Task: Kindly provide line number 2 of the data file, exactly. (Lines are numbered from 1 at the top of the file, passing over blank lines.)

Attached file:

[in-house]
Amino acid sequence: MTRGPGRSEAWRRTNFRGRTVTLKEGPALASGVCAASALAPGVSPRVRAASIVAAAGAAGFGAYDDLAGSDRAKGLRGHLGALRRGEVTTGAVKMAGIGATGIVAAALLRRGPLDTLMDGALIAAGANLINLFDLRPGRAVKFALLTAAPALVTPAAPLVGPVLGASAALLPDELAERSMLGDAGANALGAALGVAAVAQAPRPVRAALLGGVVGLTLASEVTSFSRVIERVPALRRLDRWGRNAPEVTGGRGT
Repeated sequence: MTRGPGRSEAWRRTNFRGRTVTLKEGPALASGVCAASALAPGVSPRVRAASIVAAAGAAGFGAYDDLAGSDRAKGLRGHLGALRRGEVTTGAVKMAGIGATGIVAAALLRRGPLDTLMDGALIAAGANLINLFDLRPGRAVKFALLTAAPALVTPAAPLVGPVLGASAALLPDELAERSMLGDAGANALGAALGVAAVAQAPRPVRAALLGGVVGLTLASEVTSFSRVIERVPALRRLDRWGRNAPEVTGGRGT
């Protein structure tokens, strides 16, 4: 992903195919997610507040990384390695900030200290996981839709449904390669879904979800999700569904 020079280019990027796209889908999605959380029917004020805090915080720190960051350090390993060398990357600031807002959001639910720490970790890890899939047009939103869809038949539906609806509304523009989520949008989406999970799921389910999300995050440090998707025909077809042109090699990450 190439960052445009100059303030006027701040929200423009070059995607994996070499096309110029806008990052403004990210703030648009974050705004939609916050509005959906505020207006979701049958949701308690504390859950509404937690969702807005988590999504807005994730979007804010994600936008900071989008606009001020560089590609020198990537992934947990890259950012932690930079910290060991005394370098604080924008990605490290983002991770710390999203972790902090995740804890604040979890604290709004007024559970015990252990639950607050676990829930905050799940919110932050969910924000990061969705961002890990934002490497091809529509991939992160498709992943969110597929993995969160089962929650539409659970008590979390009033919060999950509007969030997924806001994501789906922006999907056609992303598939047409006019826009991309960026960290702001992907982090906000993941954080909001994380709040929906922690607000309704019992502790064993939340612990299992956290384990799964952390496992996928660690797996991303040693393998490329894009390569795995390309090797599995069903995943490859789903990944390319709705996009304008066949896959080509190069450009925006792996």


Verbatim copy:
Amino acid sequence: MTRGPGRSEAWRRTNFRGRTVTLKEGPALASGVCAASALAPGVSPRVRAASIVAAAGAAGFGAYDDLAGSDRAKGLRGHLGALRRGEVTTGAVKMAGIGATGIVAAALLRRGPLDTLMDGALIAAGANLINLFDLRPGRAVKFALLTAAPALVTPAAPLVGPVLGASAALLPDELAERSMLGDAGANALGAALGVAAVAQAPRPVRAALLGGVVGLTLASEVTSFSRVIERVPALRRLDRWGRNAPEVTGGRGT